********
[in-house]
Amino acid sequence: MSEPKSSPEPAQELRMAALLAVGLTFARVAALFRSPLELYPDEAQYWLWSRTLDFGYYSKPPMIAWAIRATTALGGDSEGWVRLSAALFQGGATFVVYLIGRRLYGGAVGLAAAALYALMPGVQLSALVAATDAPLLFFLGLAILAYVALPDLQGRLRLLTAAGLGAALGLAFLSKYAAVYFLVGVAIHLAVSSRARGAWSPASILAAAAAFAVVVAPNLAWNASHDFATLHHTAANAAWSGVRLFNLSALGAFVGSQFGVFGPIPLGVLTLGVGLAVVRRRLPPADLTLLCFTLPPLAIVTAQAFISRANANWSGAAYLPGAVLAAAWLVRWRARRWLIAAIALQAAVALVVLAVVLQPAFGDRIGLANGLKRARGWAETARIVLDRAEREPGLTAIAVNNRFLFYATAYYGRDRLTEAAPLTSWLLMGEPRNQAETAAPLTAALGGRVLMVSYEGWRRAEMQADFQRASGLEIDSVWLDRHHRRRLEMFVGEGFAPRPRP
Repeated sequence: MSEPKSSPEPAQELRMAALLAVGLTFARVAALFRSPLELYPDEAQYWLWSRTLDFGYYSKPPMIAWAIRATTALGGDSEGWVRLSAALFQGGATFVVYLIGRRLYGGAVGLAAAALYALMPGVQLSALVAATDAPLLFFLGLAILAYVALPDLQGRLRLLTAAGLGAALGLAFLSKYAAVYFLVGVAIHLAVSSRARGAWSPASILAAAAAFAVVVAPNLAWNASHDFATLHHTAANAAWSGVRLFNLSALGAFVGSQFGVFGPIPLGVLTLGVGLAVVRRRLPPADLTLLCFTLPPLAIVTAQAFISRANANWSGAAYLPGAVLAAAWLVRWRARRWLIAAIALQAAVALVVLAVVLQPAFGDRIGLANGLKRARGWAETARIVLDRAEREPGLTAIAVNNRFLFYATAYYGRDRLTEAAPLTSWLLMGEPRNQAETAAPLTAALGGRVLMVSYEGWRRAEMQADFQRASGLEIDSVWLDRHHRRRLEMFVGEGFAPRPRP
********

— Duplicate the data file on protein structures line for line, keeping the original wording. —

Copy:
[in-house]
Amino acid sequence: MSEPKSSPEPAQELRMAALLAVGLTFARVAALFRSPLELYPDEAQYWLWSRTLDFGYYSKPPMIAWAIRATTALGGDSEGWVRLSAALFQGGATFVVYLIGRRLYGGAVGLAAAALYALMPGVQLSALVAATDAPLLFFLGLAILAYVALPDLQGRLRLLTAAGLGAALGLAFLSKYAAVYFLVGVAIHLAVSSRARGAWSPASILAAAAAFAVVVAPNLAWNASHDFATLHHTAANAAWSGVRLFNLSALGAFVGSQFGVFGPIPLGVLTLGVGLAVVRRRLPPADLTLLCFTLPPLAIVTAQAFISRANANWSGAAYLPGAVLAAAWLVRWRARRWLIAAIALQAAVALVVLAVVLQPAFGDRIGLANGLKRARGWAETARIVLDRAEREPGLTAIAVNNRFLFYATAYYGRDRLTEAAPLTSWLLMGEPRNQAETAAPLTAALGGRVLMVSYEGWRRAEMQADFQRASGLEIDSVWLDRHHRRRLEMFVGEGFAPRPRP
Repeated sequence: MSEPKSSPEPAQELRMAALLAVGLTFARVAALFRSPLELYPDEAQYWLWSRTLDFGYYSKPPMIAWAIRATTALGGDSEGWVRLSAALFQGGATFVVYLIGRRLYGGAVGLAAAALYALMPGVQLSALVAATDAPLLFFLGLAILAYVALPDLQGRLRLLTAAGLGAALGLAFLSKYAAVYFLVGVAIHLAVSSRARGAWSPASILAAAAAFAVVVAPNLAWNASHDFATLHHTAANAAWSGVRLFNLSALGAFVGSQFGVFGPIPLGVLTLGVGLAVVRRRLPPADLTLLCFTLPPLAIVTAQAFISRANANWSGAAYLPGAVLAAAWLVRWRARRWLIAAIALQAAVALVVLAVVLQPAFGDRIGLANGLKRARGWAETARIVLDRAEREPGLTAIAVNNRFLFYATAYYGRDRLTEAAPLTSWLLMGEPRNQAETAAPLTAALGGRVLMVSYEGWRRAEMQADFQRASGLEIDSVWLDRHHRRRLEMFVGEGFAPRPRP